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Casey Ryan By B. M. Bower Characters: 11213

Updated: 2017-11-30 00:05


From Denver to Spokane, from El Paso to Fort Benton, men talk of Casey Ryan and smile when they speak his name. Old men with the flat tone of coming senility in their voices will suck at their pipes and cackle reminiscently while they tell you of Casey's tumultuous youth-when he drove the six fastest horses in Colorado on the stage out from Cripple Creek, and whooped past would-be holdups with a grin of derision on his face and bullets whining after him and passengers praying disjointed prayers and clinging white-knuckled to the seats.

They say that once a flat, lanky man climbed bareheaded out at the stage station below the mountain and met Casey coming springily off the box with whip and six reins in his hand. The lanky man was still pale from his ride, and he spluttered when he spoke:

"Sa-ay! N-next time you're held up and I'm r-ridin' with yuh, b-by gosh, you s-stop. I-I'd ruther be shot t-than p-pitched off into a c-canyon, s-somewhere a-and busted up!"

Casey is a little man. When he was young he was slim, but he always has owned a pale blue, unwinking squint which he uses with effect. He halted where he was and squinted up at the man, and spat fluid tobacco and grinned.

"You're here, and you're able to kick about my drivin'. That's purty good luck, I'd say. You ain't shot, an' you ain't layin' busted in no canyon. Any time a man gits shot outa Casey Ryan's stage, he'll have to jump out an' wait for the bullet to ketch up. And there ain't any passengers offn' this stage layin' busted in no canyon, neither. I bring in what I start out with."

The other man snorted and reached under his coat tail for the solacing plug of chewing tobacco. Opposition and ridicule had brought a little color into his face.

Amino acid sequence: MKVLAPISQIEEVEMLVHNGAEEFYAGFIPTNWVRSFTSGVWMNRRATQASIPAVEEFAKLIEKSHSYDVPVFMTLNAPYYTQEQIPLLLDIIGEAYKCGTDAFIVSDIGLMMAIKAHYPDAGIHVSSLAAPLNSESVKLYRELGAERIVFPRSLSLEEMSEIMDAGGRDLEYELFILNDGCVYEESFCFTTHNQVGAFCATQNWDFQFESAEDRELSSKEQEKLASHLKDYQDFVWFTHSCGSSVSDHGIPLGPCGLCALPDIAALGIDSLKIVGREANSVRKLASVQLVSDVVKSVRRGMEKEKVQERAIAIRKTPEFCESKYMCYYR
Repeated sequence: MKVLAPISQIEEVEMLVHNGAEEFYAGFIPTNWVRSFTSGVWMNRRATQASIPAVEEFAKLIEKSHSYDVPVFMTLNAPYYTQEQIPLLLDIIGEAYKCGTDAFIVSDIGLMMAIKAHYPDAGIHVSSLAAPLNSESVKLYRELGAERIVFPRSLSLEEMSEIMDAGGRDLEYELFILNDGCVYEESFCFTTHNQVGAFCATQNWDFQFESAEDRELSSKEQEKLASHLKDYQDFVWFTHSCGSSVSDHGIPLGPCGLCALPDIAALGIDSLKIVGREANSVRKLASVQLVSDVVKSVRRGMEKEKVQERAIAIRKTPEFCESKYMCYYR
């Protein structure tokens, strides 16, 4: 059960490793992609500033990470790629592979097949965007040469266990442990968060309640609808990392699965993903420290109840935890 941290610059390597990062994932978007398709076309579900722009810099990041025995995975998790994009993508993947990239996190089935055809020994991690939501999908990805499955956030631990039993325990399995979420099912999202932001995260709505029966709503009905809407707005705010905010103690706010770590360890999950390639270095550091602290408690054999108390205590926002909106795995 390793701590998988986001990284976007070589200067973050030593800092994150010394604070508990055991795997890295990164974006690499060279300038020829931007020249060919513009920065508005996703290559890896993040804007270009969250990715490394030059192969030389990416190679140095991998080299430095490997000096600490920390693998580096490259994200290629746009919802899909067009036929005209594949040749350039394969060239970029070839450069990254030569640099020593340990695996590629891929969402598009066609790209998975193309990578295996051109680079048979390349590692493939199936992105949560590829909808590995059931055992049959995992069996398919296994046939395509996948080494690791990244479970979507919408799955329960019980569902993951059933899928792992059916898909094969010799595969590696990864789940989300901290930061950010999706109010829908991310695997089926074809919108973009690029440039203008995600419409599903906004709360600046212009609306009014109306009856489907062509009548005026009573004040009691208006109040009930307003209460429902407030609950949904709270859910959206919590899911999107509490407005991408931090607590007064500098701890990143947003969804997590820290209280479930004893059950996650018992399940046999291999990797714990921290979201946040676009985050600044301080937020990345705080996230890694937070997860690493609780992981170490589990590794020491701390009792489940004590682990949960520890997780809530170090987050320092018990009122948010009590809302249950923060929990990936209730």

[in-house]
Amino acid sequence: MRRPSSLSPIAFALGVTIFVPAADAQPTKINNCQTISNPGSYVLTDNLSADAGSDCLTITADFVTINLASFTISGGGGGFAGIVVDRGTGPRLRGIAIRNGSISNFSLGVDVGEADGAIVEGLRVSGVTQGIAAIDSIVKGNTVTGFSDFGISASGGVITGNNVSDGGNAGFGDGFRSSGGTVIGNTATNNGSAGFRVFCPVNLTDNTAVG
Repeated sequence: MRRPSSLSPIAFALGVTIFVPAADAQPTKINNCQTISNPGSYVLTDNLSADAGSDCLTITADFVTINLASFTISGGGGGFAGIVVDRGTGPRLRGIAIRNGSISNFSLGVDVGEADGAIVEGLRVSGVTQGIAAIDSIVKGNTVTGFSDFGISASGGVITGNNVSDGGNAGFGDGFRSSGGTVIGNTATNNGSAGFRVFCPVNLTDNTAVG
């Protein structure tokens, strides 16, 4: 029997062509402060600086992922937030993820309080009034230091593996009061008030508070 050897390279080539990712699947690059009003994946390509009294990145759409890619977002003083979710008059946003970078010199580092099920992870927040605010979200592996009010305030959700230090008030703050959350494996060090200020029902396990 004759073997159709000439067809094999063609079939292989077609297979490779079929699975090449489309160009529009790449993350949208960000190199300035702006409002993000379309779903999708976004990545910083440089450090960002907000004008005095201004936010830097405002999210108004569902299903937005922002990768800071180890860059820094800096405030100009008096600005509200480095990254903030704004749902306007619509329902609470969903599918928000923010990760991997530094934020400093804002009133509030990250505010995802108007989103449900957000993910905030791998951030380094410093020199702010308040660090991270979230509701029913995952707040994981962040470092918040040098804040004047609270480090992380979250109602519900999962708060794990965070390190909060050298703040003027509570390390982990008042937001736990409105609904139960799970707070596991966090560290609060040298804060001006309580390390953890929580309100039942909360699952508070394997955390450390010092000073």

"Why, hell, man! You-you come around that ha-hairpin turn up there on two wheels! It's a miracle we wasn't-"

"Miracles is what happens once and lets it go at that. Say! Casey Ryan always saves wear on a coupla wheels, on that turn. I've made it on one; but the leaders wasn't runnin' right to-day. That nigh one's cast a shoe. I gotta have that looked after." He gave up the reins to the waiting hostler and went off, heading straight for the station porch where waited a red-haired girl with freckles and a warm smile for Casey.

That was Casey's youth; part of it. The rest was made up of fighting, gambling, drinking hilariously with the crowd and always with his temper on hair trigger. Along the years behind him he left a straggling procession of men, women and events. The men and women would always know the color of his eyes and would recognize the Casey laugh in a crowd, years after they had last heard it; the events were full of the true Casey flavor,-and as I say, when men told of them and mentioned Casey, they laughed.

From the time when his daily drives were likely to be interrupted by holdups, and once by a grizzly that reared up in the road fairly under the nose of his leaders and sent the stage off at an acute angle, blazing a trail by itself amongst the timber, Casey drifted from mountain to desert, from desert to plain and back again, blithely meeting hard luck face to face and giving it good day as if it were a friend. For Casey was born an optimist, and misfortune never quite got him down and kept him there, though it tried hard and often, as you will presently see. Some called him gritty. Some said he hadn't the sense to know when he was licked. Either way, it made a rare little Irishman of Casey Ryan, and kept his name from becoming blurred in the memories of those who once knew him.